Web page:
The vitamin D receptor is highly expressed in the gastrointestinal tract where it transacts gene expression. With current limited understanding of the interactions between the gut microbiome and vitamin D, we conduct a cross-sectional analysis of 567 older men quantifying serum vitamin D metabolites using LC-MSMS and defining stool sub-Operational Taxonomic Units from16S ribosomal RNA gene sequencing data. Faith’s Phylogenetic Diversity and non-redundant covariate analyses reveal that the serum 1,25(OH)2D level explains 5% of variance in α-diversity. In β-diversity analyses using unweighted UniFrac, 1,25(OH)2D is the strongest factor assessed, explaining 2% of variance. Random forest analyses identify 12 taxa, 11 in the phylum Firmicutes, eight of which are positively associated with either 1,25(OH)2D and/or the hormone-to-prohormone [1,25(OH)2D/25(OH)D] “activation ratio.” Men with higher levels of 1,25(OH)2D and higher activation ratios, but not 25(OH)D itself, are more likely to possess butyrate producing bacteria that are associated with better gut microbial health.
Several studies suggest that gut microbiota alter intestinal vitamin D metabolism (VDM), and probiotic supplements can affect circulating vitamin D levels1,2,3,4,5,6. These findings are of major clinical interest because multiple large epidemiological studies have shown that persons with low serum vitamin D levels are at increased risk of multiple adverse health outcomes including osteoporosis, obesity, inflammatory bowel disease, incident diabetes, cardiovascular disease, cancer, and autoimmune diseases1,7. While some studies have reported associations between low 25-hydroxyvitamin D (25(OH)D: the sum of 25-hydroxyvitamin D3 and 25-hydroxyvitamin D2) levels and disease, others such as those previously conducted in the MrOS Study have revealed no significant association with conditions such as cardiovascular disease or incident diabetes8,9,10. A recent large randomized controlled trial of vitamin D supplementation of over 25,000 adults demonstrated no benefit in preventing cardiovascular events or cancer11,12.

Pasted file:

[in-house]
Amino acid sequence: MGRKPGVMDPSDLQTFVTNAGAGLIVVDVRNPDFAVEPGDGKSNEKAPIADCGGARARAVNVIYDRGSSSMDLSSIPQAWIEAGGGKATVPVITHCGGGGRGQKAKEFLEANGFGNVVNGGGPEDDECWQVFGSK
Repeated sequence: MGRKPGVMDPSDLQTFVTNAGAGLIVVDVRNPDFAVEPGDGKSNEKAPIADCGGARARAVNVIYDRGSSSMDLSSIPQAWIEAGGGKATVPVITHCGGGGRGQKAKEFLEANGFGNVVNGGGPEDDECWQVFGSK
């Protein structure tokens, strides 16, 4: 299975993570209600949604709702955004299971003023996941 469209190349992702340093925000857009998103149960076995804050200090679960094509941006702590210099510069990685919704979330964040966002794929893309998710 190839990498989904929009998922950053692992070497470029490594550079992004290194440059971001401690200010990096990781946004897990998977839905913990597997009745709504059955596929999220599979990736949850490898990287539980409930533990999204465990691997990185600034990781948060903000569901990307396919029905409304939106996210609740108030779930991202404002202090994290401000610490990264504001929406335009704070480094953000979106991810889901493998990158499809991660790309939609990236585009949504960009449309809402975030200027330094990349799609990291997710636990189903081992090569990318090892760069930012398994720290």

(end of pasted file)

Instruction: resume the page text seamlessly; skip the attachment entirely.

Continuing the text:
Because the serum 25(OH)D correlates with overall vitamin D storage, it is the preferred clinical measure to assess vitamin D sufficiency. Clinically, serum 25(OH)D levels ≥20 ng/ml are considered adequate while 25(OH)D levels <20 ng/ml are defined as vitamin D deficiency. However, it is the active form of vitamin D, 1,25(OH)2D, that interacts specifically with the vitamin D receptor (VDR) and transacts gene expression. Under tight feedback control, 1,25(OH)2D also induces the expression of catabolic 24-hydroxylase that converts 25(OH)D to 24,25(OH)2D and 1,25(OH)2D to 1,24,25(OH2D) metabolites13. Ratios of vitamin D activation (1,25(OH)2D/25(OH)D) and catabolism (24,25(OH)2D/25(OH)D) quantify the proportion of vitamin D stores that are being processed (activated or catabolized) and can serve as a measure of vitamin D mobilization for use in endocrine signaling, or vitamin D flux. These ratios relative to total vitamin D stores based upon 25(OH)D levels may be better predictors of clinically important outcomes including incident hip fracture and earlier mortality14,15,16.
Here we show that in 567 community-dwelling older men, higher levels of the biologically active form (1,25(OH)2D) and vitamin D activation and catabolism ratios, but not 25(OH)D, are associated with greater α-diversity. In addition, those men with the highest compared to lowest 1,25(OH)2D and activation ratios are more likely to possess butyrate-producing bacteria that are associated with favorable gut microbial health. These results support the underlying hypothesis that the human gut microbiome and vitamin D metabolism are integrally related.
Participant characteristics and vitamin D metabolites
Men had a mean age of 84 years (SD = 4.1), an average BMI of 27 kg/m2, and were overall very physically active (Table 1). Almost 7% of the men reported having taken antibiotics in the past 30 days of the clinic visit. Few men were vitamin D deficient (7.2%; 25(OH)D < 20 ng/ml) and most reported taking some form of vitamin D supplementation (74.8%). Notably, 1,25(OH)2D and 24,25(OH)2D vitamin D levels were significantly correlated with 25(OH)D levels (Pearson correlation coefficient of 0.43, p < 0.001 and coefficient of 0.80, p < 0.001, respectively). Serum 24,25(OH)2D levels also decreased relative to 1,25(OH)2D levels in vitamin D deficient patients (p < 0.001). As might be expected, participants from the clinical site (San Diego) with most annual sun exposure (Fig. 1a) had the highest 25(OH)D levels compared to those with less sun exposure (Minneapolis, Pittsburgh, Portland, and Birmingham) (Fig. 1b)17. However, there were no differences in 1,25(OH)2D levels across sites (Fig. 1c), indicating that while sun exposure may affect the storage form of vitamin D, there appears to be less influence on the active hormone.